In my garden, April starts the new year.
I feel like an April Fool often enough that is is not a bad start to the season. What really makes me think of new year's, though, is how much April tells about the previous year. All my mistakes are in front of me. I can make resolutions and plans before I forget what I did and why it worked--or didn't. The cover crops I didn't plant in time, the beans I ran out of in March, the greens I'm tired of or the salads I love. That fantastic squash that has kept since October. I'm learning that no, I actually won't remember it all later. Got to take a long look and write it down.
Spring has come to our riverbank. The river still roars, but it's going down. Shooting-Stars and Baby-Blue-Eyes are blooming in the woods and meadows. We'll collect their seeds, for planting with the fall rains. Greens bring their wild flavors to the table: miner's lettuce, chicory, corn salad, cress, sorrel, sylvetta, dandelions. The rain makes them lush. Rain is something we've had lots of. Actually, rain is pretty much all we have had. The garden is ankle-deep in places, and squelches everywhere.
In high spots, my peas--planted in February--are finally 6 inches tall. Little lettuce seedlings are just big enough to recognize in the garden beds. (No problem recognizing the weeds, which are at least 10 times bigger.) In the greenhouse, tomatoes and peppers sit in their pots, reaching for the sun and hoping for a lot more warmth than they are getting right now.
We are still eating the overwintered brassicas in the garden. Rapini (green flower stalks) from overwintered turnips and kale are an easy, prolific, and zesty alternative to broccoli. We love them steamed and served cold with olive oil and lemon, or added to pasta. Mustard greens, dragon's tongue. Green onions, chives, sorrel, lettuce, arugula, cilantro. It is good to stop and think right now, during the "Hunger Gap" before this year's garden has produced new food. What should I have done differently? Why did the gophers get all the potatoes? Why didn't I plant endive as a change from kale?
April is the test of the homestead garden. Is there food? What don't you have to eat that you could have? Myself, I am wishing I'd planted more parsnips, carrots and beets--those sweet comforting roots. Next year, I promise myself. Next year I need to start more things in July and August.
Since I seldom actually do, I'm thinking I'll start more perennial vegetables now. This is when perennials shine; they send up sprouts and make food before this year's sowings can get to edible size. I've been eating sorrel, green onions, and sylvetta since February. Miner's lettuce and Erba Stella too. Did you know that hops send up edible shoots in spring? Why don't I have those? I'm planting Caucasus Spinach, rhubarb and asparagus, more sorrel, more green onions, and perpetual leeks. Perpetual Spinach is one of my favorites, so versatile, and resistant to both heat and cold. I have set aside a new bed for perennials. All they need is an new layer of mulch every year. At least I'll have spring greens covered. Just sowing some root crops for fall will be easy.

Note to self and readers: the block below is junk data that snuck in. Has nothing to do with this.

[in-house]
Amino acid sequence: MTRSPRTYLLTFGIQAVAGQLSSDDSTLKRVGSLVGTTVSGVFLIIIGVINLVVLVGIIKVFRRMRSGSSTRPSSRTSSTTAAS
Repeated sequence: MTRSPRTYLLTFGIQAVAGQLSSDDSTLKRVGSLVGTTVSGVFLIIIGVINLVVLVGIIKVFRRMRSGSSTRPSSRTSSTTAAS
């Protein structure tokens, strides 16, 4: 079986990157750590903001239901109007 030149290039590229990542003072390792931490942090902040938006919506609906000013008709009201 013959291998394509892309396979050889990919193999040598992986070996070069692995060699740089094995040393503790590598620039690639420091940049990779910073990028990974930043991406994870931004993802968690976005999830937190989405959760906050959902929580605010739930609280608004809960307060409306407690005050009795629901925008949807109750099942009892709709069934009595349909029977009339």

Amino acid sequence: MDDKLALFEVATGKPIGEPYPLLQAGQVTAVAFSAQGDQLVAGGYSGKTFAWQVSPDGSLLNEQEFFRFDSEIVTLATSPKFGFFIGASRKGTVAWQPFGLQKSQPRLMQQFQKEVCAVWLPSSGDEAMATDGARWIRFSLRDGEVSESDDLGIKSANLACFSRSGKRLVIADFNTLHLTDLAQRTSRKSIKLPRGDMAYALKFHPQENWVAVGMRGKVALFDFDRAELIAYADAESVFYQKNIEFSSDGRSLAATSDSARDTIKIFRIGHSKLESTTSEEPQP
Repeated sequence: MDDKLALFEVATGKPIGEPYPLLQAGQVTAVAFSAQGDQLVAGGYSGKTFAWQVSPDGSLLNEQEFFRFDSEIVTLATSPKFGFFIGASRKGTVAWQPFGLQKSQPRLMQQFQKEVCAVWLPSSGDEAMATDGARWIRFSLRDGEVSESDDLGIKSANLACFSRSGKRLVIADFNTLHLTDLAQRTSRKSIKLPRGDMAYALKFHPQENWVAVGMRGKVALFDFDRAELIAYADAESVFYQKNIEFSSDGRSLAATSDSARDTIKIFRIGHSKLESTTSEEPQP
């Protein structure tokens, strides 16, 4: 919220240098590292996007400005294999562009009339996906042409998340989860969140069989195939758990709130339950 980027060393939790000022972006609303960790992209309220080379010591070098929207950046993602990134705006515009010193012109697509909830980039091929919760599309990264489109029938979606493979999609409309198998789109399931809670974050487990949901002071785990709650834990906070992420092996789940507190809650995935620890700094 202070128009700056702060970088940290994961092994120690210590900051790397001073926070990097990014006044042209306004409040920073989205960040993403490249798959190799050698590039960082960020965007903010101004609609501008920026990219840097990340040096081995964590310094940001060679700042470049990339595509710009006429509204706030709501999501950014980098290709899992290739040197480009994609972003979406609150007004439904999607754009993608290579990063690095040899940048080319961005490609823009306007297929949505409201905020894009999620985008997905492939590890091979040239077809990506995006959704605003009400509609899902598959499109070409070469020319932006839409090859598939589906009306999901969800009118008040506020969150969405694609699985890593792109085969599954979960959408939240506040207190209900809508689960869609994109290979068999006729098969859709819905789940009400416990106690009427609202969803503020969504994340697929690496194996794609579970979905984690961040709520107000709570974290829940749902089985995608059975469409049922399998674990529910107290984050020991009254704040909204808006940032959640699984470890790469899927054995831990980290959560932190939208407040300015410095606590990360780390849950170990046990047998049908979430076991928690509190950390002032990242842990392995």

Once the last frost is past, a different kind of magic is in play. The three sisters transform the garden--dignified corn; beans racing skyward in spirals, boisterous squash sprawling and romping over the ground. Suddenly things happen overnight. Sunflowers! Tomatoes! Zinnias! It's all primary colors and bold strokes. Watercolors give way to crayons. Delicacy gives way to exuberance. I love both.
At this point in the year, I can get in the car and drive to summer. Just a little further south, a little lower elevation. (find your last frost date here.) If that's where you live, you can start summer planting with sunflowers and quinoa, the early birds. Then beans and squash. Leave things like melons and okra (and setting out peppers) til it gets hot. Here, where it's still pea-planting time, I'll be waiting for the river to go down.
Jamie Chevalier lives and gardens on a river in the Coast Range of Northern California. She has gardened professionally in Alaska and California, as well as living in a remote cabin, commercial fishing, and working with seeds. She is the proprietor of Quail Seeds.